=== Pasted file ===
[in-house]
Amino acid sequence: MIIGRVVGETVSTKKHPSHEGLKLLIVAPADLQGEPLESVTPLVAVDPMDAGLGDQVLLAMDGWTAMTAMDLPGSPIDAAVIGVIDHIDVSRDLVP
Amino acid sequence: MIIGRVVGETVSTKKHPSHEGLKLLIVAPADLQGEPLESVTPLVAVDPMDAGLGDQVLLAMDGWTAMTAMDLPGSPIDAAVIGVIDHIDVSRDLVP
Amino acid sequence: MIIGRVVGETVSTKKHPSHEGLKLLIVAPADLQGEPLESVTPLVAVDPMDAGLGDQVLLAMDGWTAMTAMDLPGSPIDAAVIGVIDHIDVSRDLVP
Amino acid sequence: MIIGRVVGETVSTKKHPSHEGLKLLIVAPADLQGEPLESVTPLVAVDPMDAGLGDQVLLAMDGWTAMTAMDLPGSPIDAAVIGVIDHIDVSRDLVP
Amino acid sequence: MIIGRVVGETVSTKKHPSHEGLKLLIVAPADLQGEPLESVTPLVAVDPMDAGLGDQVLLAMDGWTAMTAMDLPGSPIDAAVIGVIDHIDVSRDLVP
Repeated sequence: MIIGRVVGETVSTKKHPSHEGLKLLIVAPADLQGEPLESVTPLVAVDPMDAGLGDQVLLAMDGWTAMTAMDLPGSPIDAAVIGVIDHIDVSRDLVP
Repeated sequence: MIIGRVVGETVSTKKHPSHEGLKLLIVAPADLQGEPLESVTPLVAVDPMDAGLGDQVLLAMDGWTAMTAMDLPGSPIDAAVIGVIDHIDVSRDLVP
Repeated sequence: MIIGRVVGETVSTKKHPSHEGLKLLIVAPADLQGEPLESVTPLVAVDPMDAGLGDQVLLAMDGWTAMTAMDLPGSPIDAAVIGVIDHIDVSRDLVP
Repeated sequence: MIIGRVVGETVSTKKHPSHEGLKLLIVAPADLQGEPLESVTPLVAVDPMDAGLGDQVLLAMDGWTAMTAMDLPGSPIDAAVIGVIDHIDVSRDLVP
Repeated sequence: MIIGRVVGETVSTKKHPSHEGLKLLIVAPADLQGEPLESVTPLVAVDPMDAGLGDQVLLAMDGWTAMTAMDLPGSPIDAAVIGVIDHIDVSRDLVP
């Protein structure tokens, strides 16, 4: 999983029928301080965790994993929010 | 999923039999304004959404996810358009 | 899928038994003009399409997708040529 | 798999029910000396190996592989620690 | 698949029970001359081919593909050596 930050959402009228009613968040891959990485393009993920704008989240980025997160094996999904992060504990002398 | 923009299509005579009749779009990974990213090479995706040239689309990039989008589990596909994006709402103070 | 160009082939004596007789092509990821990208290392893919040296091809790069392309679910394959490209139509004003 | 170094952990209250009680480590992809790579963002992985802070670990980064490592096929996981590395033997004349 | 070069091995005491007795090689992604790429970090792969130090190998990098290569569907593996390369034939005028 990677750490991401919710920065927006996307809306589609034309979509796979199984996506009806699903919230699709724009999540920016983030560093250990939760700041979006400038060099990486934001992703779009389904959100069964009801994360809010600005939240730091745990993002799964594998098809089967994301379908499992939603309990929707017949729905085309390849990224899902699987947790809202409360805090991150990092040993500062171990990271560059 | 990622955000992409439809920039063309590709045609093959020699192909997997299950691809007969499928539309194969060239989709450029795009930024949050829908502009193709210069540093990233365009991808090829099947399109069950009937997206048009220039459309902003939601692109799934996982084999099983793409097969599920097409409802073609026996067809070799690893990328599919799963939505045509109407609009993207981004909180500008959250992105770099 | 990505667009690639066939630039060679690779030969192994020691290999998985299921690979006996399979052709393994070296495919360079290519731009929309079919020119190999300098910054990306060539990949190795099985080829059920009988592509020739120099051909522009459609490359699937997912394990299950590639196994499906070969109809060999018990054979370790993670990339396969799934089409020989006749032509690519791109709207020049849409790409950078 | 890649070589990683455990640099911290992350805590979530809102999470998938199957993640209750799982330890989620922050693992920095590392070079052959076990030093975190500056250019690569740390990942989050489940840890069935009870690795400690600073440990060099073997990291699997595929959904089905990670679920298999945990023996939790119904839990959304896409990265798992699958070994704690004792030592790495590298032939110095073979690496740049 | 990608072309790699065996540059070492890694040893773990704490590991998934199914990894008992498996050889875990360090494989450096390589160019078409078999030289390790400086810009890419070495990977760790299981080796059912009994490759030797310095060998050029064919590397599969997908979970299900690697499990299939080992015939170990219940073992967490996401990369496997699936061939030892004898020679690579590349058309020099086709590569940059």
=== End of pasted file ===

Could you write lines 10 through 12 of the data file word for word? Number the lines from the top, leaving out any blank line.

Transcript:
Repeated sequence: MIIGRVVGETVSTKKHPSHEGLKLLIVAPADLQGEPLESVTPLVAVDPMDAGLGDQVLLAMDGWTAMTAMDLPGSPIDAAVIGVIDHIDVSRDLVP
Repeated sequence: MIIGRVVGETVSTKKHPSHEGLKLLIVAPADLQGEPLESVTPLVAVDPMDAGLGDQVLLAMDGWTAMTAMDLPGSPIDAAVIGVIDHIDVSRDLVP
């Protein structure tokens, strides 16, 4: 999983029928301080965790994993929010 | 999923039999304004959404996810358009 | 899928038994003009399409997708040529 | 798999029910000396190996592989620690 | 698949029970001359081919593909050596 930050959402009228009613968040891959990485393009993920704008989240980025997160094996999904992060504990002398 | 923009299509005579009749779009990974990213090479995706040239689309990039989008589990596909994006709402103070 | 160009082939004596007789092509990821990208290392893919040296091809790069392309679910394959490209139509004003 | 170094952990209250009680480590992809790579963002992985802070670990980064490592096929996981590395033997004349 | 070069091995005491007795090689992604790429970090792969130090190998990098290569569907593996390369034939005028 990677750490991401919710920065927006996307809306589609034309979509796979199984996506009806699903919230699709724009999540920016983030560093250990939760700041979006400038060099990486934001992703779009389904959100069964009801994360809010600005939240730091745990993002799964594998098809089967994301379908499992939603309990929707017949729905085309390849990224899902699987947790809202409360805090991150990092040993500062171990990271560059 | 990622955000992409439809920039063309590709045609093959020699192909997997299950691809007969499928539309194969060239989709450029795009930024949050829908502009193709210069540093990233365009991808090829099947399109069950009937997206048009220039459309902003939601692109799934996982084999099983793409097969599920097409409802073609026996067809070799690893990328599919799963939505045509109407609009993207981004909180500008959250992105770099 | 990505667009690639066939630039060679690779030969192994020691290999998985299921690979006996399979052709393994070296495919360079290519731009929309079919020119190999300098910054990306060539990949190795099985080829059920009988592509020739120099051909522009459609490359699937997912394990299950590639196994499906070969109809060999018990054979370790993670990339396969799934089409020989006749032509690519791109709207020049849409790409950078 | 890649070589990683455990640099911290992350805590979530809102999470998938199957993640209750799982330890989620922050693992920095590392070079052959076990030093975190500056250019690569740390990942989050489940840890069935009870690795400690600073440990060099073997990291699997595929959904089905990670679920298999945990023996939790119904839990959304896409990265798992699958070994704690004792030592790495590298032939110095073979690496740049 | 990608072309790699065996540059070492890694040893773990704490590991998934199914990894008992498996050889875990360090494989450096390589160019078409078999030289390790400086810009890419070495990977760790299981080796059912009994490759030797310095060998050029064919590397599969997908979970299900690697499990299939080992015939170990219940073992967490996401990369496997699936061939030892004898020679690579590349058309020099086709590569940059």